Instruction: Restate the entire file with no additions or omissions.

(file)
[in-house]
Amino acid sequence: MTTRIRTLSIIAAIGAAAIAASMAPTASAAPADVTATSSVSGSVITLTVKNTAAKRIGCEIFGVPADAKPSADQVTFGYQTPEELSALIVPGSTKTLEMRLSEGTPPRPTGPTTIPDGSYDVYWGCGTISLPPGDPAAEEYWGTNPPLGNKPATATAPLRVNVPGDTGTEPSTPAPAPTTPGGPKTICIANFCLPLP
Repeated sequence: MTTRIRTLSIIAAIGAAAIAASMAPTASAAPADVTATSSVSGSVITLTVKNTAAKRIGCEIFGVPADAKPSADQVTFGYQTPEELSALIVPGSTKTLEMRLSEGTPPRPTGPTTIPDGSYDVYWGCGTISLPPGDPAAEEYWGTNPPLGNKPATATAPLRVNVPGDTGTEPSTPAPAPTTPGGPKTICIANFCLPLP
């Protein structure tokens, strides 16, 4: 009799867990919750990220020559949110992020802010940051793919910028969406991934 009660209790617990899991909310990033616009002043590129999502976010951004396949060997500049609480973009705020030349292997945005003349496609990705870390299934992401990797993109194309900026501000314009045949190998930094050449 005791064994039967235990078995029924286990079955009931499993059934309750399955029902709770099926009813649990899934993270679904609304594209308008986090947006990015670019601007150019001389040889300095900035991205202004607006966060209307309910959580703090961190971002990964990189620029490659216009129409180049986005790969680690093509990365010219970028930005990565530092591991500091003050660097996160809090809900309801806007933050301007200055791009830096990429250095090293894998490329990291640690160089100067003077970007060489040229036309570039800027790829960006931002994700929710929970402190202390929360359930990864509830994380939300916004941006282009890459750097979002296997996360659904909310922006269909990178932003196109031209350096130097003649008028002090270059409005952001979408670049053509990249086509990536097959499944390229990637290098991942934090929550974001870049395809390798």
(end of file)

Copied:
[in-house]
Amino acid sequence: MTTRIRTLSIIAAIGAAAIAASMAPTASAAPADVTATSSVSGSVITLTVKNTAAKRIGCEIFGVPADAKPSADQVTFGYQTPEELSALIVPGSTKTLEMRLSEGTPPRPTGPTTIPDGSYDVYWGCGTISLPPGDPAAEEYWGTNPPLGNKPATATAPLRVNVPGDTGTEPSTPAPAPTTPGGPKTICIANFCLPLP
Repeated sequence: MTTRIRTLSIIAAIGAAAIAASMAPTASAAPADVTATSSVSGSVITLTVKNTAAKRIGCEIFGVPADAKPSADQVTFGYQTPEELSALIVPGSTKTLEMRLSEGTPPRPTGPTTIPDGSYDVYWGCGTISLPPGDPAAEEYWGTNPPLGNKPATATAPLRVNVPGDTGTEPSTPAPAPTTPGGPKTICIANFCLPLP
């Protein structure tokens, strides 16, 4: 009799867990919750990220020559949110992020802010940051793919910028969406991934 009660209790617990899991909310990033616009002043590129999502976010951004396949060997500049609480973009705020030349292997945005003349496609990705870390299934992401990797993109194309900026501000314009045949190998930094050449 005791064994039967235990078995029924286990079955009931499993059934309750399955029902709770099926009813649990899934993270679904609304594209308008986090947006990015670019601007150019001389040889300095900035991205202004607006966060209307309910959580703090961190971002990964990189620029490659216009129409180049986005790969680690093509990365010219970028930005990565530092591991500091003050660097996160809090809900309801806007933050301007200055791009830096990429250095090293894998490329990291640690160089100067003077970007060489040229036309570039800027790829960006931002994700929710929970402190202390929360359930990864509830994380939300916004941006282009890459750097979002296997996360659904909310922006269909990178932003196109031209350096130097003649008028002090270059409005952001979408670049053509990249086509990536097959499944390229990637290098991942934090929550974001870049395809390798």